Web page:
- GRAMMY Live
By Crystal Larsen
If you ask keyboardist Ray Manzarek about his experience coming up on the Sunset Strip with the Doors, he'll tell you it was "the heart of everything," referring to Hollywood's famed strip as the "axis mundi," or in other words, the center of the universe.
"This is our home [and it was] a great place to grow up," Manzarek remembered as he and guitarist Robby Krieger accepted the Elmer Valentine Award on behalf of the Doors during the annual Sunset Strip Music Festival on Aug. 16 at the House of Blues. Founded in 2008 as a means to promote, preserve and perpetuate the musical history of the legendary Sunset Strip, this was arguably one of the largest and, to borrow from the Doors, strangest three days of music in the festival's five-year history.
On Aug. 16, the same day the city of West Hollywood declared "The Doors Day," Manzarek and Krieger performed a concert accompanied by guitarist Billy Morrison (Billy Idol), drummer Matt Sorum (Velvet Revolver) and special guest vocalists Franky Perez, Mark McGrath, Linda Perry, and Dead Sara's Emily Armstrong. Highlights included a Chuck Berry-esque strut from Krieger on "Break On Through" and Armstrong's sassy delivery of "Soul Kitchen," which was enough to invoke images of the late Jim Morrison.
Tribute performances continued throughout the weekend with Friday featuring Krieger teaming with the Black Crowes' Rich Robinson for a special performance at the Viper Room, and Manzarek joining fellow legendary L.A. rock band X as they performed their 1980 debut album, Los Angeles, in its entirety at the Roxy.
While it's common for people to show up "fashionably late" in L.A., that wasn't the case on Saturday as Sunset Strip up-and-comers Dead Sara were the first band up on the main stage. Playing to an already packed crowd, Dead Sara ripped through a heavy dose of rock and roll harnessing each member's own impressive level of energy led by the triumphant return of guitarist Siouxsie Medley, who recently suffered a rib fracture.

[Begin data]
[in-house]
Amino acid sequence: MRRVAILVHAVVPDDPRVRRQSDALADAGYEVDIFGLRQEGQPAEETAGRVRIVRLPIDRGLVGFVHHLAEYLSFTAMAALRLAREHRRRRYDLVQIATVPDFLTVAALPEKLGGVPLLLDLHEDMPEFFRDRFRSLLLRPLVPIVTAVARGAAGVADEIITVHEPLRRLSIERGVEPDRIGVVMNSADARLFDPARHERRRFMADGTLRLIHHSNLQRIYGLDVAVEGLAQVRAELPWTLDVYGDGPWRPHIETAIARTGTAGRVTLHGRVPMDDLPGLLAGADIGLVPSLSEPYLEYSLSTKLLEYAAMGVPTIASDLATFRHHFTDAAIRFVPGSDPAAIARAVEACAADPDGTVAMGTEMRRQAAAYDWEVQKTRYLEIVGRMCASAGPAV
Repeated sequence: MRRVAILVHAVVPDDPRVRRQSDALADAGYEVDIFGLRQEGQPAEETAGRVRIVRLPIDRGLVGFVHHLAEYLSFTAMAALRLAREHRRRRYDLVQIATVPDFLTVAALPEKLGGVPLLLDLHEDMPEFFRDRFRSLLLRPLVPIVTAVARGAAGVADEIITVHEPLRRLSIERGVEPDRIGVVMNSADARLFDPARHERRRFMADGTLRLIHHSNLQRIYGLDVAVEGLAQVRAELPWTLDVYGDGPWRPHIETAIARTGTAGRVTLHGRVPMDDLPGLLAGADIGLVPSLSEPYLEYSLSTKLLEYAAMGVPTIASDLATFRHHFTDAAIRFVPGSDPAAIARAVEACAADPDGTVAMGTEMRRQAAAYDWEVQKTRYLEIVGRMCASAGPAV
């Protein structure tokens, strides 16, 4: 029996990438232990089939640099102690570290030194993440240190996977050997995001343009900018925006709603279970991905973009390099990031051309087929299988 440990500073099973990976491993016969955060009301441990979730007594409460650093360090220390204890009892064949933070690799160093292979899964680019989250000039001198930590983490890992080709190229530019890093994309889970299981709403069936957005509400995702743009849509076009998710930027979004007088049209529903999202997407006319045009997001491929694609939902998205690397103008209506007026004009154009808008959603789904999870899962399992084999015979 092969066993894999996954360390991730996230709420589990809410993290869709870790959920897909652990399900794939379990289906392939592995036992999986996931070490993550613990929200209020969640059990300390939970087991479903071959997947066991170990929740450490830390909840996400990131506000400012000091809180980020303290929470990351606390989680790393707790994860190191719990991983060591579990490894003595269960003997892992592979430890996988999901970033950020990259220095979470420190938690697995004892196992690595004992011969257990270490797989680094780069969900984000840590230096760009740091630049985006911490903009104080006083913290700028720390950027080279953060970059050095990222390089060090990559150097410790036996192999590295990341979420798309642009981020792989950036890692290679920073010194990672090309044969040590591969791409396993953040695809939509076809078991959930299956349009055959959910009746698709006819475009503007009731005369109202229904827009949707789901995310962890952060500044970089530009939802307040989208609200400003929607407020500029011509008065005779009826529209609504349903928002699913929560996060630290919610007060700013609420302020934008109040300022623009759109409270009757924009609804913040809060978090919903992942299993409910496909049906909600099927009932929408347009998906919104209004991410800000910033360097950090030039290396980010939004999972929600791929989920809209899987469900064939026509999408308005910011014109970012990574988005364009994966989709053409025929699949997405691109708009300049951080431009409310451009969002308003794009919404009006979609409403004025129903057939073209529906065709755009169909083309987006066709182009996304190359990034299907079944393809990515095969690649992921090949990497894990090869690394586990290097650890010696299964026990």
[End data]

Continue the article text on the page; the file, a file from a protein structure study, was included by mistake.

Metalheads were delighted when guitar god Zakk Wylde and his band took the stage to greet the Los Angeles Chapter of the Black Label Society. Strapped with his custom black-and-white-striped Gibson Flying V, Wylde raged through a riff-heavy set that included "Suicide Messiah" and "House Of Doom," among others. Krieger, who had been rocking out from the side of the stage, joined Wylde for a fired-up rendition of "Roadhouse Blues," combining the singer's heavy metal vocals with Krieger's iconic riffs.
The weekend proved to be a return of Southern California favorites as punk group Bad Religion took the stage and appropriately opened with their 2004 track "Los Angeles Is Burning." Fellow punkmates the Offspring contributed to the jump-worthy portion of the show with a set that included "Come Out And Play," "Self Esteem" and "Pretty Fly (For A White Guy)."
Elsewhere, DJ Steve Aoki was pleasing dance/electronica music fans in attendance with a raving set that featured special guests Travis Barker and Lil Jon. But as darkness fell over the Sunset Strip, the night was only complete with a closing set from one of the darkest artists of them all, Marilyn Manson. With the stage draped in black, the only color clearly visible from the crowd was the hot-pink stripe painted across Manson's eyes as he belted out songs such as "The Dope Show" and a fantastic cover of Depeche Mode's "Personal Jesus." However, nothing was stranger than seeing Manzarek and Krieger join the Antichrist Superstar onstage for "People Are Strange," "Love Me Two Times" and "Five To One," the latter of which Manson said was the first song he ever learned to sing. (He even has the number 15 tattooed behind his left ear.)
Where else can you find Marilyn Manson fans crowd surfing to the music of the Doors? Only in Los Angeles. Long live the Sunset Strip.